Connect with us


5 Security Awareness Training Tips For Companies

Last updated by


Cyber security has a lot of working parts. It is a simple word, but when discussed at the company level, it carries serious weight. Email security, network security, endpoint protection, and more are all key aspects of a complex cyber security strategy.

However, most security breaches happen from the inside. This makes security awareness training a must. Employees make mistakes. It’s natural. But employee mistakes can be very costly for your business.

A few important cyber security attack statistics include:

  • 52 percent of attacks were via hackers
  • 33 percent of attacks were social
  • 28 percent of cyber attacks involved malware
  • 21 percent of security breaches were casual errors (employee)

From implementing detailed security awareness training to integrating security technology like email archiving, there is much to do to keep your company safe. Let’s take a closer look at the human element and how you can take action company-wide.

1. Get Your Finger On The Pulse Of Security Threats

In order to develop a security awareness training program that has value, you need to evaluate the most essential elements of your company’s security. The assessment can be a company-wide survey about cyber security.

Or it can be an email phishing test initiated across all departments. Tests are very valuable for assessments, since you can net tangible data to show just how much a security awareness training program is needed. Thus getting the C-suite onboard.

2. C-Suite Needs To Be Involved

As much as you may want to bypass bringing the executives onboard, you’ll need to. Why? Security awareness programs can cost money and time. You want to be able to get the top brass involved and excited in order to carve out time to hold training, instead of attending to the daily workload.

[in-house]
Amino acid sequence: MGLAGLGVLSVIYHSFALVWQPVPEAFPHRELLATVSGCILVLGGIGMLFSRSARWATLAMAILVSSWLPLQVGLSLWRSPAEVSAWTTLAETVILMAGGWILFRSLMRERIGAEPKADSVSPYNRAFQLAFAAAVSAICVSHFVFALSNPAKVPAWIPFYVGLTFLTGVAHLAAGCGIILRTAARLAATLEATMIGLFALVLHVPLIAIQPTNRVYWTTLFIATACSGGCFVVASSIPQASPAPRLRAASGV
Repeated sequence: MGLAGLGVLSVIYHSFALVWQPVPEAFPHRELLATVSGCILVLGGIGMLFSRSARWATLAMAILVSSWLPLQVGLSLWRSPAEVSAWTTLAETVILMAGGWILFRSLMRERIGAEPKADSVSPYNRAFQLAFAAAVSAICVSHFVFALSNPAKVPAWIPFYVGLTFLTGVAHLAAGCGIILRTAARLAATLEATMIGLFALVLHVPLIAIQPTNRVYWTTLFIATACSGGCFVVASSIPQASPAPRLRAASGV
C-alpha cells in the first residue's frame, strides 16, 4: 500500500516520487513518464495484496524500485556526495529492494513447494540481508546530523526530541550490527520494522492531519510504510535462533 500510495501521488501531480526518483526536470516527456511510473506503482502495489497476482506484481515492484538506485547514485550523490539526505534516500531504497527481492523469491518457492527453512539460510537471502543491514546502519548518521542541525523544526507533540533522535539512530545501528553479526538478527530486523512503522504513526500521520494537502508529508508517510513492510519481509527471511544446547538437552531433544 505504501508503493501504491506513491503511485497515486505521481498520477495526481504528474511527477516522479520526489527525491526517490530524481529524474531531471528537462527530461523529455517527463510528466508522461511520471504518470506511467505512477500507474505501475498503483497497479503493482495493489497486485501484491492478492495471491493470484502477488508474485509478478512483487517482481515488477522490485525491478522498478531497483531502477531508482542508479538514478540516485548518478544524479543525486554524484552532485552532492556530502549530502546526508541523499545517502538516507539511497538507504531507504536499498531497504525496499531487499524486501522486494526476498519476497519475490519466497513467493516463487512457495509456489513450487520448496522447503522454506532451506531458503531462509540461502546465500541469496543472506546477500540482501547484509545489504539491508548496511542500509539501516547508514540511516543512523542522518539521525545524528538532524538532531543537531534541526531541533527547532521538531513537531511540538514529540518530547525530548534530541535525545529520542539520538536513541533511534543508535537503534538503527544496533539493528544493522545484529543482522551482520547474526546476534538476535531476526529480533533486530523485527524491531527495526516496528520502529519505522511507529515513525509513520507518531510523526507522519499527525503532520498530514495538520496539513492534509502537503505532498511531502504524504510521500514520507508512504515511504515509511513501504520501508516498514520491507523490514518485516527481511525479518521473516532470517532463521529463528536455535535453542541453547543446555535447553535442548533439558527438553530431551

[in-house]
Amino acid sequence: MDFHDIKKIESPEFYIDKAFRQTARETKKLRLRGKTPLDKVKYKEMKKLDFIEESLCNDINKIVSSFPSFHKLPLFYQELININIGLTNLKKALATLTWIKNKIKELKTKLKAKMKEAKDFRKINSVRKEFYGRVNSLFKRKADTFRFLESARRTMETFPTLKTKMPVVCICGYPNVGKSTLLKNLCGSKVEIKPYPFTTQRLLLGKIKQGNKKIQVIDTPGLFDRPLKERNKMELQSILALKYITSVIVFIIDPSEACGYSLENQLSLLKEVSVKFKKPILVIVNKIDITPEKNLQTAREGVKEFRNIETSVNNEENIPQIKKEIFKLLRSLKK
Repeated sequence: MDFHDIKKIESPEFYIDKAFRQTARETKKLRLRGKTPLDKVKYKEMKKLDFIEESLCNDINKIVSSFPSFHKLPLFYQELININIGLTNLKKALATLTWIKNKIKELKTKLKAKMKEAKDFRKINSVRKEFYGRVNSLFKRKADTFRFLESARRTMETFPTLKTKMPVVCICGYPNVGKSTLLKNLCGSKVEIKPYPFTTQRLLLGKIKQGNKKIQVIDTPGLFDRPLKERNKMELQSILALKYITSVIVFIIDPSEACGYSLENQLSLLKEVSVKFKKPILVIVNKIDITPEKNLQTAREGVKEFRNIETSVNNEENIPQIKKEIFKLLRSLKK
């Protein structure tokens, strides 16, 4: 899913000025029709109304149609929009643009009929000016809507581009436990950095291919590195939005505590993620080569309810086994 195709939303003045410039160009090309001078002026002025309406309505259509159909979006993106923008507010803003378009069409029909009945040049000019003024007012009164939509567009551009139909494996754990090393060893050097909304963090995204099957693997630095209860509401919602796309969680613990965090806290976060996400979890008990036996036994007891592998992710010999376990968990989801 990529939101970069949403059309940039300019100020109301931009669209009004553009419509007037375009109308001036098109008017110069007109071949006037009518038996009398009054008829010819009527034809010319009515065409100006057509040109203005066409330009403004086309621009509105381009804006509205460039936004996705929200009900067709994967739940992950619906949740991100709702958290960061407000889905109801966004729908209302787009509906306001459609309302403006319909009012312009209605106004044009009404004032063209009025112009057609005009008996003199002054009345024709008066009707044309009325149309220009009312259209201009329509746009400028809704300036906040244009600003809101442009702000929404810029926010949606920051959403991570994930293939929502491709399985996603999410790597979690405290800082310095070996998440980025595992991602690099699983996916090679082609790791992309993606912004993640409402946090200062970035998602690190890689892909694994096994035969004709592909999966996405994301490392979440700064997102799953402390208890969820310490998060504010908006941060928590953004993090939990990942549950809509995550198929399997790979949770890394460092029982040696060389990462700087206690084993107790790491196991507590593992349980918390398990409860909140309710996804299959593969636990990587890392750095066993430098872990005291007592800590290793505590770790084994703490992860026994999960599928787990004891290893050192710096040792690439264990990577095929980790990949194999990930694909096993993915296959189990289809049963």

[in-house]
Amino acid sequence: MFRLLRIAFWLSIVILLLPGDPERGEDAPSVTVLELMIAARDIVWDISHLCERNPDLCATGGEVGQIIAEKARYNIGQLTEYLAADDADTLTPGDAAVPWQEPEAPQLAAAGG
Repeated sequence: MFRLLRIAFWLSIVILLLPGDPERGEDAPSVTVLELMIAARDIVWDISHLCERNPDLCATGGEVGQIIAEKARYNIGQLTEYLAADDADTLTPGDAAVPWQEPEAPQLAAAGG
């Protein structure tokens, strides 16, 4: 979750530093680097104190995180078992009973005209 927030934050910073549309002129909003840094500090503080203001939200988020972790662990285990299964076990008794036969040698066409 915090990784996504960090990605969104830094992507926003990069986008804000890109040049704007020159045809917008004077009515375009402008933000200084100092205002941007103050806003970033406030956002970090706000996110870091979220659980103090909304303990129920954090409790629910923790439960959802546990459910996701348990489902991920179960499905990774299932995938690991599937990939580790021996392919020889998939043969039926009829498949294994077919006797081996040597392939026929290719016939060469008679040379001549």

This can be tricky, since many C-suite executives are slightly detached from security issues, unless you are in a fast-paced technology company. Email phishing tests as explained above are good to show necessity. But you also can’t go wrong with data. Show executives just how much a security breach can affect the company’s bottomline and you will find getting them onboard pretty easy.

3. Focus On Phishing Attacks

Your security awareness training should have a large amount of time carved out for phishing attacks. Why? According to the Microsoft Security Intelligence Report, phishing cyber attacks have increased by over 250 percent. That is a serious uptick in phishing, and all companies, large and small are at risk.

The increase can also be attributed to the increase in SaaS services. Hackers have become very good at creating cloned emails of many major SaaS services companies in order to get company employees to open them.

In the training, you also need to explain the impact employees have on the company’s security. It is a foundational change that needs to happen. If employees are not onboard, the security awareness training program will not be successful.

4. Security Awareness Training Isn’t A One-Time Event

If you’re the digital security officer, or managing the development of the security awareness training, the program needs to be ongoing. It is not simply a one-time training event. Hackers are continuously honing their craft, and training your employees needs to run along the same lines.

Updating your team on security threat trends in a monthly or quarterly company newsletter, holding ongoing training sessions, and testing the team on security threats can add value to the program and ultimately facilitate success.

5. Use Data-Driven Metrics To Track Program Progress

Your security training should also not be without data to support its effectiveness, as well as the need to continue the program throughout the year. Your C-suite will also want to see progress, since they are allocating resources to the program. But how do you measure success?

Before implementing the security awareness training program, take a baseline of threats encountered, potential email phishing attacks, and other security breaches. Than as the training moves forward, reassess the data and see if there is an improvement.

You can also measure the actual awareness of your employees. This is accomplished by recording the number of potential threats and security incidents reported by the team before and after the training program. Feedback and testing can also be useful.

In Conclusion . . .

Security attacks are not limited to the size of a company, or how many employees that company has. It is about the measures you take to thwart threats and taking action when a potential security breach happens. Do you have a security awareness training program in place at your company? If not, it is time to take action.